This was early in my career. At that point, I was an obsessive reader of blogs and info-products, and the summit was one of my first in-person events. I was so impressed that I returned the next year, and the next. By now, it’s become one of my annual touchpoints with that particular community of fitness pros.
The lineup features industry legends like Mike Boyle, Dan John, and Stu McGill—but it’s also introduced me to others whose work I hadn’t heard of before. While the 75-minute sessions are less in-depth than, say, a day-long event on a single topic, that’s actually the summit’s strength: You’re exposed to a wide variety of ideas and training methodologies.
And because it’s such a smorgasbord, it has helped me become a more critical thinker in two ways:
- It’s taught me the value in finding common ground. When you’re exposed to a wide swath of methodologies, it’s easy to get bogged down in the differences. And while those differences are worth exploring, I’ve found that clarifying what everyone agrees on is even more useful.
- Because I’ve been going for so many years, I’ve had the opportunity to watch people’s viewpoints change and evolve over time. For me as a young trainer, seeing that kind of adaptability in my mentors was huge. It gave me permission to continually update my own approach as I absorbed new information, instead of digging into an old belief system that had grown outdated.
READ ALSO: How to Use New Knowledge from a Convention
The book: Burn the Fat, Feed the Muscle, by Tom Venuto
Why: It’s a shining example of evidence-based advice in a world of “bro science.”
Like a lot of trainers entering a fitness career, I began my journey wanting to get myself into shape. I was overwhelmed with the amount (and often poor quality) of information online and at bookstores.
As an early Internet adopter, I went to forums to fulfill my thirst for vetted knowledge. That’s when someone recommended Tom Venuto’s Burn the Fat, Feed the Muscle. It was simple, addressed science and current research in a modest and level-headed manner, and it sent me in the right direction.
Because of that book, I avoided the traps and dogmatic pitfalls scattered all around the health industry. It appealed to my critical thinking, and I appreciated the evidence-backed principles that still guide my training and career. One invaluable tip from the book: Your goal should always be fat loss, not weight loss.
On top of all of that, Venuto is a natural athlete who encourages consistent and sensible hard work. He stands out in a crowd of what is usually perceived as bro culture. He and the book are the full package.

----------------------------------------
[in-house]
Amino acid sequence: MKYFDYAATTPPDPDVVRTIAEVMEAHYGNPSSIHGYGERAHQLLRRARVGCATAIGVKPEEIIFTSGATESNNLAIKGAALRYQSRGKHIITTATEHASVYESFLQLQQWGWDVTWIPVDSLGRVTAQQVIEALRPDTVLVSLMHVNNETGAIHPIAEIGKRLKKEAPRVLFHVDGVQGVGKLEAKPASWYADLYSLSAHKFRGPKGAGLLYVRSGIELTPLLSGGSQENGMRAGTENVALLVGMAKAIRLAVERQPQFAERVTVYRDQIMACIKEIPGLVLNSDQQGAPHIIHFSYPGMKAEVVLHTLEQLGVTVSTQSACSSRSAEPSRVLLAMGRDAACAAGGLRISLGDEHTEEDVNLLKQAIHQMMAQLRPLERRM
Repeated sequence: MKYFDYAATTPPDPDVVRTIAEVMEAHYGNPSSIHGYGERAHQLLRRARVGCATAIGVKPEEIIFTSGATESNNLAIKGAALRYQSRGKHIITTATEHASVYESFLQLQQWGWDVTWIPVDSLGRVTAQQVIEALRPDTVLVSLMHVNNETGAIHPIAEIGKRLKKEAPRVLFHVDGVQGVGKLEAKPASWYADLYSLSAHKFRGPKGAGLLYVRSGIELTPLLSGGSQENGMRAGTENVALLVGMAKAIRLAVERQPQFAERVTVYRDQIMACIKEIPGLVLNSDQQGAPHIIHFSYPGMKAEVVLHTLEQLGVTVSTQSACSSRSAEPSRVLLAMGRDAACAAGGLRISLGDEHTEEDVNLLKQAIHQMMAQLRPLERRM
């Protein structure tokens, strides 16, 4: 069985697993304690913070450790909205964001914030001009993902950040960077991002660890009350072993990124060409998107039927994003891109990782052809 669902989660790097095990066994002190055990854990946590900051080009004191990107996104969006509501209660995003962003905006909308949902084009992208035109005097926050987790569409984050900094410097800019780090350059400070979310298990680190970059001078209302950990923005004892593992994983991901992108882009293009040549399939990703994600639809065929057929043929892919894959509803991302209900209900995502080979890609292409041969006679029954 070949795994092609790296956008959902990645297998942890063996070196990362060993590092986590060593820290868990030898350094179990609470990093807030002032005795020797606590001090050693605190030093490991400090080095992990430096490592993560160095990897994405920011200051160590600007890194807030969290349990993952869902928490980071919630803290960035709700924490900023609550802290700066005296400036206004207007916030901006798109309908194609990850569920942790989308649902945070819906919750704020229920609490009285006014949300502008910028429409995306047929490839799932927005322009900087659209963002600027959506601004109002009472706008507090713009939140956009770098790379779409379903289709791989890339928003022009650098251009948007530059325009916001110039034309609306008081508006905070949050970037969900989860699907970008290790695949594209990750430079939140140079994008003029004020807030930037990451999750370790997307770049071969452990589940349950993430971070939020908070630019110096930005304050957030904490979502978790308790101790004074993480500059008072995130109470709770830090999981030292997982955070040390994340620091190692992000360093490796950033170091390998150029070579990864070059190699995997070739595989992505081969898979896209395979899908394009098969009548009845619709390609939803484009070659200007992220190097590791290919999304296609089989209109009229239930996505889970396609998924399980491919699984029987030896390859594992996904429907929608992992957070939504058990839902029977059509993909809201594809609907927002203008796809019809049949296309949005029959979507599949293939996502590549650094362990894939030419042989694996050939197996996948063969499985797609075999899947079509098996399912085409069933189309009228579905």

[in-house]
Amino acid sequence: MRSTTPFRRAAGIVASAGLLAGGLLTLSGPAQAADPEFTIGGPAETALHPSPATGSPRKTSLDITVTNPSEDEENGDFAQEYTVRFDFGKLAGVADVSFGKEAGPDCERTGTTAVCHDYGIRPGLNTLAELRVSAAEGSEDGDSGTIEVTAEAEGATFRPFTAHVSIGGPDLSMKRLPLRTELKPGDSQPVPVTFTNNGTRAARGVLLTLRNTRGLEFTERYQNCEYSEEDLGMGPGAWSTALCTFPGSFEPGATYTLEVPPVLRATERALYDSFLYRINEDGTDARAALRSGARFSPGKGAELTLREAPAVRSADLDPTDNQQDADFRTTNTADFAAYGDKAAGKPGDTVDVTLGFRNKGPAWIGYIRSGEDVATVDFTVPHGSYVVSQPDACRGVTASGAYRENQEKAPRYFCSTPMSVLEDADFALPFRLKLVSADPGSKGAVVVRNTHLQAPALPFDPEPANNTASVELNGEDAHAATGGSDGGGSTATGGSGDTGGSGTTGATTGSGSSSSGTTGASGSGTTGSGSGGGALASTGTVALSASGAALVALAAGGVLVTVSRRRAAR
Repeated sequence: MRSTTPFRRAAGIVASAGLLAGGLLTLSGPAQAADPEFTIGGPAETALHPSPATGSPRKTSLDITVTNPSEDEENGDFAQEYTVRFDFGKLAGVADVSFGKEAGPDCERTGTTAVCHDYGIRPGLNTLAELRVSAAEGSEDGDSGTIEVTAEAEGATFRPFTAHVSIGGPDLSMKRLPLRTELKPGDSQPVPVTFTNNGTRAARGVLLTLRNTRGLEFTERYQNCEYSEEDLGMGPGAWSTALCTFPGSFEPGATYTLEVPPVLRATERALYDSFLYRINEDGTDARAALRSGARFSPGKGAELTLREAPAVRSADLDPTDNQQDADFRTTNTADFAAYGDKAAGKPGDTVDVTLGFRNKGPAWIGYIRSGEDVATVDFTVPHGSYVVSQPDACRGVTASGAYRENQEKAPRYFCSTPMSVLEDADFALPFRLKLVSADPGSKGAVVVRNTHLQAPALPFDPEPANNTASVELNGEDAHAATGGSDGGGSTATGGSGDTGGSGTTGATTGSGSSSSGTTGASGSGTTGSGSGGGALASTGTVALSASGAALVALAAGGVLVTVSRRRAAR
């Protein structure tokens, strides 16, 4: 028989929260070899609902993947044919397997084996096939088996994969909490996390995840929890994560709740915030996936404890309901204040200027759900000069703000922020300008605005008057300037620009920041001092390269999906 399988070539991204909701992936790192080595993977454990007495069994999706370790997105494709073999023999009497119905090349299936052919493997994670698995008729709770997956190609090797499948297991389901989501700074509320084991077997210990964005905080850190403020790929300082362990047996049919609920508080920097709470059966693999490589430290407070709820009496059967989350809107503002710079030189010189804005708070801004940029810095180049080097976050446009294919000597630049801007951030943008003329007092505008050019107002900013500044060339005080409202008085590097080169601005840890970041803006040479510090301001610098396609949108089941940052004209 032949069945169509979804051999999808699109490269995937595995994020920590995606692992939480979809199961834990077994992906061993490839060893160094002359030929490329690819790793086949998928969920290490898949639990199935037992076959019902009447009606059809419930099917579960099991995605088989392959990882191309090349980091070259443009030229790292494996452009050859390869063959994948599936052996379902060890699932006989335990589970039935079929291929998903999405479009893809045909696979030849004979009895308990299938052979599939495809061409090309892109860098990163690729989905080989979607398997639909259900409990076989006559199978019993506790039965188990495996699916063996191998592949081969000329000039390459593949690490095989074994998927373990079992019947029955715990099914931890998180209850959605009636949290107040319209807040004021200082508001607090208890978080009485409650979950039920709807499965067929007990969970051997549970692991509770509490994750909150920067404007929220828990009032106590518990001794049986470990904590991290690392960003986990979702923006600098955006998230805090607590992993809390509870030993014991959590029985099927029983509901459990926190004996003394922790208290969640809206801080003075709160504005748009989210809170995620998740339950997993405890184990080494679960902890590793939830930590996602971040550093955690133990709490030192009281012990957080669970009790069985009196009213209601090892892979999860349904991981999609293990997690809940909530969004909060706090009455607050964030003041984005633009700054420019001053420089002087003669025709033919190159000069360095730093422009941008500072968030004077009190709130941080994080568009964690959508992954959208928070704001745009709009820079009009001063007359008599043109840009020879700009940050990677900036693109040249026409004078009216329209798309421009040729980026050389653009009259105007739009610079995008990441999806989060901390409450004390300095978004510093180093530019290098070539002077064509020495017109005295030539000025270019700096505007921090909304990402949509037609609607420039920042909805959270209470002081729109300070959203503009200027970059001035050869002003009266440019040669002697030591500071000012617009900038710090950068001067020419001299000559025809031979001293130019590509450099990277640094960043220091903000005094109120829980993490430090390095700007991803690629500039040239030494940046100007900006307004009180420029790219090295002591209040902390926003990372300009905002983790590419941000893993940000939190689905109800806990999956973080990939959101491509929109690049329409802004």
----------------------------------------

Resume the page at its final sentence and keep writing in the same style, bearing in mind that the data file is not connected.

READ ALSO: Best Books for Personal Trainers
Founder of 29 Again Custom Fitness and an 11-time finalist for personal trainer of the year awards from five different organization
The video series: Acland’s Video Atlas of Human Anatomy
Why: It’s the next closest thing to dissecting a human body.
The X factor in any personal training business is not your Instagram or your abs. It’s your knowledge of human anatomy. Without that, you can’t truly understand how exercise works. You can only repeat the motions mindlessly without knowing why you’re doing them.
My education in anatomy—some formal, but mostly self-taught—transformed my career. Books like The Pelvic Girdle and Anatomy Trains were hugely influential—in fact, they led me to develop my 3-4-5 Total-Body Fitness System, which was featured in national publications like Shape and Women’s Health and likely was a factor when I was named ACE Personal Trainer of the Year and a finalist for NSCA Personal Trainer of the Year.
Still, a two-dimensional book can’t touch the detail you get from the turntable shots in Acland’s Video Atlas of Human Anatomy. (I first watched it on DVD many years ago, long before streaming was a thing. But these days, you can stream videos directly from the website for a subscription price.)
These videos made me realize the spiral and diagonal patterns inherent in all major muscles. It was an “a-ha!” moment for me that changed the way I train, informing which exercises I do (and don’t do).
For example, the fibers of the gluteus maximus are diagonal. So a bilateral move like a Romanian deadlift can’t take full advantage of the diagonal orientation of those fibers. Even a single-leg Romanian deadlift falls short. The ideal choice: a 45-degree single-leg Romanian deadlift using a cable held in the opposite hand while facing the pulley at an angle. By tweaking the classic move this way, you target those glute-muscle fibers in the most efficient way.
Understanding anatomy allows you to recognize exactly which muscles are doing what, so you can create the best plan for your clients. The human body is the tool of our trade. If you want to be successful, you need to know how it works.